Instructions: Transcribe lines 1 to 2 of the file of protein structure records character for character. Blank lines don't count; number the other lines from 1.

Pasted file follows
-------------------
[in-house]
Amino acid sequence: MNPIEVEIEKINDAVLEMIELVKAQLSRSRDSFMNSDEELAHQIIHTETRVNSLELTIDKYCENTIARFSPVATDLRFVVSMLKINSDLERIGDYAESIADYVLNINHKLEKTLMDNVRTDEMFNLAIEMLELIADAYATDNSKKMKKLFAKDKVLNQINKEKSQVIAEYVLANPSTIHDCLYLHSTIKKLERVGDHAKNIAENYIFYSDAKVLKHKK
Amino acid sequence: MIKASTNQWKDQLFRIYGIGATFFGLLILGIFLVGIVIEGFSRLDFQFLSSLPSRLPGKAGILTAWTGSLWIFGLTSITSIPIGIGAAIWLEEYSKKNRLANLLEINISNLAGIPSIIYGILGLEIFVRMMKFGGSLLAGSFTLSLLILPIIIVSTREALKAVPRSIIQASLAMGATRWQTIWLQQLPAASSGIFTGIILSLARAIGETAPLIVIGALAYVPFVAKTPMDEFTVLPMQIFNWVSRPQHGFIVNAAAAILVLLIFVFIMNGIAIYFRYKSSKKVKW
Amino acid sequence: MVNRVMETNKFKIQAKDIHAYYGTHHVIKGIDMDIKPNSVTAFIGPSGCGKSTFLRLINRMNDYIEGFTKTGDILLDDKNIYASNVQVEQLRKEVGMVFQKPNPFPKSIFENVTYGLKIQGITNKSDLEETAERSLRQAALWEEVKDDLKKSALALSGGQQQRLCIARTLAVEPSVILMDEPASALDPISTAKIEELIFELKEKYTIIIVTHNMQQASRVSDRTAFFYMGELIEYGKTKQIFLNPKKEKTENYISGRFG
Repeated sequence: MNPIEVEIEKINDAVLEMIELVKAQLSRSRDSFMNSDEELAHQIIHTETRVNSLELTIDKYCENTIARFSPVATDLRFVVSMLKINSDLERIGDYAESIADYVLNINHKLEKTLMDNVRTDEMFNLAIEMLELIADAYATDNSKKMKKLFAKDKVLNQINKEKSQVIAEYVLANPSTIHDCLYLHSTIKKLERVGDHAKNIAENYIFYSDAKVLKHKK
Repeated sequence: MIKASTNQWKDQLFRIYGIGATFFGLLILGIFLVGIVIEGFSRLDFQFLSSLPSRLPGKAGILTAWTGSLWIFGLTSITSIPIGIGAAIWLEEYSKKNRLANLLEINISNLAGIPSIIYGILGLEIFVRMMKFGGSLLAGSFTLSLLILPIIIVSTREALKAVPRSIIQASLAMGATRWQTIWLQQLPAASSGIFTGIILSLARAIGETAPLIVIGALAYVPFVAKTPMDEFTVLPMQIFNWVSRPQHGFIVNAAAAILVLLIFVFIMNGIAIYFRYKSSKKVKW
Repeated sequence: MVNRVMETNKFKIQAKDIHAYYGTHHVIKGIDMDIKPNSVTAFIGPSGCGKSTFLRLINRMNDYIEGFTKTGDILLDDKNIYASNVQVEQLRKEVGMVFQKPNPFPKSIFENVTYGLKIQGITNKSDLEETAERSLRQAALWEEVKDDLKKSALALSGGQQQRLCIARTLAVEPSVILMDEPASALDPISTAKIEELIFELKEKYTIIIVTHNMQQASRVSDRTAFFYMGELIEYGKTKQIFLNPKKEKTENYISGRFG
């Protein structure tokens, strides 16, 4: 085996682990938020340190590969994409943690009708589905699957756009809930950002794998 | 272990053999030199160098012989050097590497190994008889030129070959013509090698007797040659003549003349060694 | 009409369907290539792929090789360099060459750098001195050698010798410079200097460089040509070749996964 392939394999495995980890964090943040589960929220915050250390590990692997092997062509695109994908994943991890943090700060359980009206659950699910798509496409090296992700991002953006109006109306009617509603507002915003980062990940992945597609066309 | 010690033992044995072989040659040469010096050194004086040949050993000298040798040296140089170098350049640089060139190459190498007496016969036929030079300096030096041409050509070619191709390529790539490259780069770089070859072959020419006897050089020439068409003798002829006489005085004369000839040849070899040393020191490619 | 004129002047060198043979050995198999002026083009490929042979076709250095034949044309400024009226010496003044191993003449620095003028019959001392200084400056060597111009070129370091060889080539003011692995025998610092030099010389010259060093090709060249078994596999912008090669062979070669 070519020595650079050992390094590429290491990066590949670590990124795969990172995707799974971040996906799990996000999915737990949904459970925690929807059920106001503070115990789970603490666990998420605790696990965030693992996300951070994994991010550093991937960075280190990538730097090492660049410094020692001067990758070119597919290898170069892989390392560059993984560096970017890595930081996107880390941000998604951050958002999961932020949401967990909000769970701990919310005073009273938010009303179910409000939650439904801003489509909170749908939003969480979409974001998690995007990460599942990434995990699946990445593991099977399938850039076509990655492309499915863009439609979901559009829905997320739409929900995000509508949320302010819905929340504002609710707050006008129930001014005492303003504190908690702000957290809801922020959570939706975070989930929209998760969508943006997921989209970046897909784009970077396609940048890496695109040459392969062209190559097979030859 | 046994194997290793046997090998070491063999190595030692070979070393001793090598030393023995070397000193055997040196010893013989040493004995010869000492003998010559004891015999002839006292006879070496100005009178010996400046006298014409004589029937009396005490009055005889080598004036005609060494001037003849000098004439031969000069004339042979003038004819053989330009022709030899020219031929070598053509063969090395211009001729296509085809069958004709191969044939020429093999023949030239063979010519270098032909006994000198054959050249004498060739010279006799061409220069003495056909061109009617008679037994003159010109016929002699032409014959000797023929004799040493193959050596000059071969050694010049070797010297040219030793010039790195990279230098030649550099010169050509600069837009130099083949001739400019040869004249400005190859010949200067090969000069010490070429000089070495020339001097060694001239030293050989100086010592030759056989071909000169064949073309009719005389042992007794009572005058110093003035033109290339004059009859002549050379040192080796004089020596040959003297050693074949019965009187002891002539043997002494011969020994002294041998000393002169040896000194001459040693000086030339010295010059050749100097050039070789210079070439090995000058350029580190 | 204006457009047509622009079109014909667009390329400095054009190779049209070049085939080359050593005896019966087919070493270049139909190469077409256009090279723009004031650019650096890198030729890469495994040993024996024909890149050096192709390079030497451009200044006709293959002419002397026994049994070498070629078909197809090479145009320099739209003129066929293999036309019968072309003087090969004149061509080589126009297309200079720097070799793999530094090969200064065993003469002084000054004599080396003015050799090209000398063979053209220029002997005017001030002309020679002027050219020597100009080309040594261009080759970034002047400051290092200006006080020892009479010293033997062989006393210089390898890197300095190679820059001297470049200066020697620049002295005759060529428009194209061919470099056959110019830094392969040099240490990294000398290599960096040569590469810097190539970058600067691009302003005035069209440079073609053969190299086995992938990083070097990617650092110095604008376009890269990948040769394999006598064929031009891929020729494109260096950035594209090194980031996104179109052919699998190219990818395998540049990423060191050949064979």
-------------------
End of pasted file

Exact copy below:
[in-house]
Amino acid sequence: MNPIEVEIEKINDAVLEMIELVKAQLSRSRDSFMNSDEELAHQIIHTETRVNSLELTIDKYCENTIARFSPVATDLRFVVSMLKINSDLERIGDYAESIADYVLNINHKLEKTLMDNVRTDEMFNLAIEMLELIADAYATDNSKKMKKLFAKDKVLNQINKEKSQVIAEYVLANPSTIHDCLYLHSTIKKLERVGDHAKNIAENYIFYSDAKVLKHKK